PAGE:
The random artificial perturbation signal source 100 in FIG. 1 is shown in more detail for the present exemplary embodiment at FIG. 2. A supervisory control circuit (not shown) may provide multi-bit digital words as TTL level inputs to control the center frequency, output amplitude and noise deviation (% RAP) of the circuit shown in FIG. 2. For example, frequency may be variable in 10 Hz steps from 5.12 kHz to 40.96 kHz by supplying a digital control word having a value of 29 through 212 inclusive. On the other hand, a program value less than 29 may be decoded so as to disable the FIG. 2 circuit. Output amplitude (prior to final driver amplification) may be programmable from approximately 20 mv peak-to-peak minimum to 5V peak-to-peak in 256 even steps via a multi-bit digital word provided as TTL level inputs. The percent RAP may be adjustable in 256 even steps of approximately 10 Hz via yet another multi-bit digital word input as TTL level signals. Although the stimulation subsystem of FIG. 2 may be completely disabled in the exemplary embodiment my merely supplying a control frequency word having a value of less than 29, alternatively, separate controlling enable lines or the like may be provided for effecting on/off control as should be apparent.
Noise source 101 includes a broadband noise source such as a reverse biased emitter-base junction of a small signal bipolar transistor Q1. Broadband noise from this source is a.c. coupled via capacitor C2 to the input of a cascaded chain of tuned amplifiers IC1 having an inherent bandwidth of approximately 8-40 Hz. In the present exemplary embodiment, six such cascaded stages of tuned amplifier/limiters are used. In short, each stage of a CMOS hex inverter integrated circuit is linearly biased with RC coupling and feedback networks at each stage so as to limit frequency response to the 8 Hz-40 Hz band. The saturated output wave form of the final stage is clamped to the power supply voltage (e.g. 5V peak-to-peak), while the frequency of transitions between the saturated limits varies within the narrow 8-40 Hz band.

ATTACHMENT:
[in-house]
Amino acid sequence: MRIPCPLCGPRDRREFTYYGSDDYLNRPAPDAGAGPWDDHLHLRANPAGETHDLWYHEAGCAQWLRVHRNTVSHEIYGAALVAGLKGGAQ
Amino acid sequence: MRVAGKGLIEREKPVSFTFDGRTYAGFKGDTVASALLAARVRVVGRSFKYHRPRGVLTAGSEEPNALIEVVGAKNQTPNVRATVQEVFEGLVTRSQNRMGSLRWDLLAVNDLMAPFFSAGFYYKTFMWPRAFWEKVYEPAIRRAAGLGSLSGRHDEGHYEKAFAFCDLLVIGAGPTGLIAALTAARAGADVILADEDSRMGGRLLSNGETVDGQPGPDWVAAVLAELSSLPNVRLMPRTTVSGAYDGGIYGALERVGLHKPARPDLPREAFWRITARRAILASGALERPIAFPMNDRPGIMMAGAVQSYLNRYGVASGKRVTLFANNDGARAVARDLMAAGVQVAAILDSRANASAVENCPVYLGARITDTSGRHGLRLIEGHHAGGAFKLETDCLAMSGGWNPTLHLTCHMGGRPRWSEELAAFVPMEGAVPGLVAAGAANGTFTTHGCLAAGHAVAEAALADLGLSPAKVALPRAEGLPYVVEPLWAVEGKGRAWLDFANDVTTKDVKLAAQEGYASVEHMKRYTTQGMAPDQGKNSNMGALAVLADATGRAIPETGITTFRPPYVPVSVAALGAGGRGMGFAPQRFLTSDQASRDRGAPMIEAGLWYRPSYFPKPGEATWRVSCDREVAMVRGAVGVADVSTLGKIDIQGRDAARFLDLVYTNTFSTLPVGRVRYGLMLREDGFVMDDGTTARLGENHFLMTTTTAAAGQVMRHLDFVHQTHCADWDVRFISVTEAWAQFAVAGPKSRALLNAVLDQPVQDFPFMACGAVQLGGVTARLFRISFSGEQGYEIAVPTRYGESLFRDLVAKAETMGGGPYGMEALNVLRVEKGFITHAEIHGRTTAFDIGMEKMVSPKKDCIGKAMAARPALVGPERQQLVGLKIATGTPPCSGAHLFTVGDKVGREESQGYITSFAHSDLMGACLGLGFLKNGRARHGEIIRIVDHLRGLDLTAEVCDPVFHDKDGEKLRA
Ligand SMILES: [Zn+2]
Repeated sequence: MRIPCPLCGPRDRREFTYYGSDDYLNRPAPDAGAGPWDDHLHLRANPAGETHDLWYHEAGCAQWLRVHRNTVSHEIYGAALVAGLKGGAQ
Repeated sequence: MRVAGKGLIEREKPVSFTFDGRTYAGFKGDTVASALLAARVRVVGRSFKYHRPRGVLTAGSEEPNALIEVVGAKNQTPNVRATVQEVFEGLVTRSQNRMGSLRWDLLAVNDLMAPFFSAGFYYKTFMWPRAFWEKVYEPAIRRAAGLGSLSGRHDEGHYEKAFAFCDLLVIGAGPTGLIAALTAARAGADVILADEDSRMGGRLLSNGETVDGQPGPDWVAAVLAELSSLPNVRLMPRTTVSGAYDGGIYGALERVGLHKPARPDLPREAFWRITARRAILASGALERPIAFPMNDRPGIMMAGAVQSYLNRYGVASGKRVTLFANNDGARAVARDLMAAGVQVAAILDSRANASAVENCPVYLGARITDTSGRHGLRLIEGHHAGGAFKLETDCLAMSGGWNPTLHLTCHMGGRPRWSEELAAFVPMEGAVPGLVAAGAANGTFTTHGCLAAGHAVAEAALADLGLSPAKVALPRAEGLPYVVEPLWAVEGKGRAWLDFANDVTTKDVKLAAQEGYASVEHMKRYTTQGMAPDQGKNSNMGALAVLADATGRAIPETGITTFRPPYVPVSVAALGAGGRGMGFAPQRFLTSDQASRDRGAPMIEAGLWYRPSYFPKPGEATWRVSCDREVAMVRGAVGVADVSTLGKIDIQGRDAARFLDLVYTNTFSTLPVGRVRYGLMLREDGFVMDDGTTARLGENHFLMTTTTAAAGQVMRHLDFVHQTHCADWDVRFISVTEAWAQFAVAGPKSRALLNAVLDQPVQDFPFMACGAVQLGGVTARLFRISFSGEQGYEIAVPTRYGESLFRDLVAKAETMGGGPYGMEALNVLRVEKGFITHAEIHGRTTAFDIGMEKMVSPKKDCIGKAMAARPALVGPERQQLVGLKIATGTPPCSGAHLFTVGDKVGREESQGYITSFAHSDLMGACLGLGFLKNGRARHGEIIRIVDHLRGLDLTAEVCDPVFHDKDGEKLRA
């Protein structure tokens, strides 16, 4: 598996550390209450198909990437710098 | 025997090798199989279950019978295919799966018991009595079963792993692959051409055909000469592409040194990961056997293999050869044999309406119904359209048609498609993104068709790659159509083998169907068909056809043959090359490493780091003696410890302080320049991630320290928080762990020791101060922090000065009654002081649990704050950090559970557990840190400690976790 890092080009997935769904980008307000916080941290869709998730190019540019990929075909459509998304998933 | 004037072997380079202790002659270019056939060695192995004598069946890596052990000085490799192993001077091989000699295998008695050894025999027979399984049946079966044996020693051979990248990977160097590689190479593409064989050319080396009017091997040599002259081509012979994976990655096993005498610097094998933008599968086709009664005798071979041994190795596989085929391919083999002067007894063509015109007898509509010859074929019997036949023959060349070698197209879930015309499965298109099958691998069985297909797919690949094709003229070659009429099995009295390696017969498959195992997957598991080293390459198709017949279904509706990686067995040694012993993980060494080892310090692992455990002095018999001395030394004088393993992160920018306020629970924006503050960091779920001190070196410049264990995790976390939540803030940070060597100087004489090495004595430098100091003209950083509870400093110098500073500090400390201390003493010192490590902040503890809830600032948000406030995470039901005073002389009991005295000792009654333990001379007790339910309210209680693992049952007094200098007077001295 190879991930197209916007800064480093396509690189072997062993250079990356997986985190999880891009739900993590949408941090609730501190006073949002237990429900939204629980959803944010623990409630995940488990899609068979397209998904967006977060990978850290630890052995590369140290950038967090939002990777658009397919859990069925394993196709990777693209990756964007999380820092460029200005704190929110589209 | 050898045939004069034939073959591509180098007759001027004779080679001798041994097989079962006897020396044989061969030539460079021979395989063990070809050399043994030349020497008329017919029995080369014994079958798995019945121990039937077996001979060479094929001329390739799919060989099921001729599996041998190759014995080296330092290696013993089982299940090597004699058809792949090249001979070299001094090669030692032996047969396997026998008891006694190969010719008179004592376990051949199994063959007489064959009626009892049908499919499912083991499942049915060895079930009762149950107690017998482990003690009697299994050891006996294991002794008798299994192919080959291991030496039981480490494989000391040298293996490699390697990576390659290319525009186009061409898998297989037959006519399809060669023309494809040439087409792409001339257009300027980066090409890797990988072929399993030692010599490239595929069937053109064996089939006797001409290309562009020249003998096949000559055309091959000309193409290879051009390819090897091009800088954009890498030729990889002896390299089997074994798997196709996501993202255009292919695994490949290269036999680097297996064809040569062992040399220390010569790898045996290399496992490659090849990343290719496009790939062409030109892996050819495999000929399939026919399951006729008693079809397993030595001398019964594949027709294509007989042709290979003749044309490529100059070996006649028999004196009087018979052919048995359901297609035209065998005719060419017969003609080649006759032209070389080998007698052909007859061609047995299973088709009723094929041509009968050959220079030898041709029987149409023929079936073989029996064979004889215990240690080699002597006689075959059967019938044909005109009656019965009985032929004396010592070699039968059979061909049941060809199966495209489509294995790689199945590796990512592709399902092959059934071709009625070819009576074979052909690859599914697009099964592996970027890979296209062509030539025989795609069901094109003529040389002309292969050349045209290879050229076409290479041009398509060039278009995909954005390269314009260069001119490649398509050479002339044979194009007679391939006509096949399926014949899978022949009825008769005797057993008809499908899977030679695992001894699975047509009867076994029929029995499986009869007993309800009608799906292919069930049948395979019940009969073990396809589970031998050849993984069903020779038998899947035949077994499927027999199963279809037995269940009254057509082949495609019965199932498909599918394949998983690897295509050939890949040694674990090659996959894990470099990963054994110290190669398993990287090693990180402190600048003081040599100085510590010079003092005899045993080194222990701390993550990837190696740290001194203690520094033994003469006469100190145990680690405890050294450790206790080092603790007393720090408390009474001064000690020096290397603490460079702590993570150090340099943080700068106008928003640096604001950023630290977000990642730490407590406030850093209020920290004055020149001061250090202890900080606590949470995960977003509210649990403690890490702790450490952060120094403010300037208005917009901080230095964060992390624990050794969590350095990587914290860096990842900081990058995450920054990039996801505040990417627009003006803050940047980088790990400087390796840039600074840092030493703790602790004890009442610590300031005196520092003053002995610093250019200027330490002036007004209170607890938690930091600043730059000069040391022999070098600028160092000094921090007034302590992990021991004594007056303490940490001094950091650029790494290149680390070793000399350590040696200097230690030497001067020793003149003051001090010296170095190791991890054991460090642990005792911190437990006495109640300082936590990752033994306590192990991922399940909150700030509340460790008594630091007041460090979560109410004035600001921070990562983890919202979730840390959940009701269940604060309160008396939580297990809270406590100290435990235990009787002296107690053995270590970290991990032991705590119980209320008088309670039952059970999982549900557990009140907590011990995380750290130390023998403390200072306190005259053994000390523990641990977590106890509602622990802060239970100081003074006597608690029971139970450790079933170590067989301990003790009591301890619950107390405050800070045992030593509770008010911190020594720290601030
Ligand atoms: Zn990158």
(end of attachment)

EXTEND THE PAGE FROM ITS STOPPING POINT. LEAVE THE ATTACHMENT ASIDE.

Due to the limiting process involved with this type of process, the output of the noise source 101 may contain high level high frequency components. Accordingly, the output of noise source 101 is passed through an active low-pass filter 102 which, in the exemplary embodiment, has an upper corner frequency of approximately only 30 Hz. As will be appreciated by those in the art, a suitable active low-pass filter may include two cascaded operational amplifiers with suitable RC feedback and coupling. In the exemplary embodiment, a buffer amplifier 103 is also employed together with potentiometer 104 so as to provide a noise signal calibration level control.
The ouput of the active low-pass filter 102 is then passed through a programmable attenuator 105. One suitable such attenuator may be realized by employing a digital-to-analog converter (e.g., of an integrated circuit type 0802) with the input signal connected its reference terminal and with the output passed through a conventional current to voltage converter. The multi-bit digital word input to such a digital-to-analog converter then actually controls the degree of attenuation between its reference input terminal and its output terminal. In the exemplary embodiment, this means that the amplitude of the noise modulation signal is controlled and this, in turn, will ultimately control the magnitude of frequency deviation achieved when used to frequency modulate an oscillator. In the exemplary embodiment, this degree of randomness is sometimes termed percent RAP.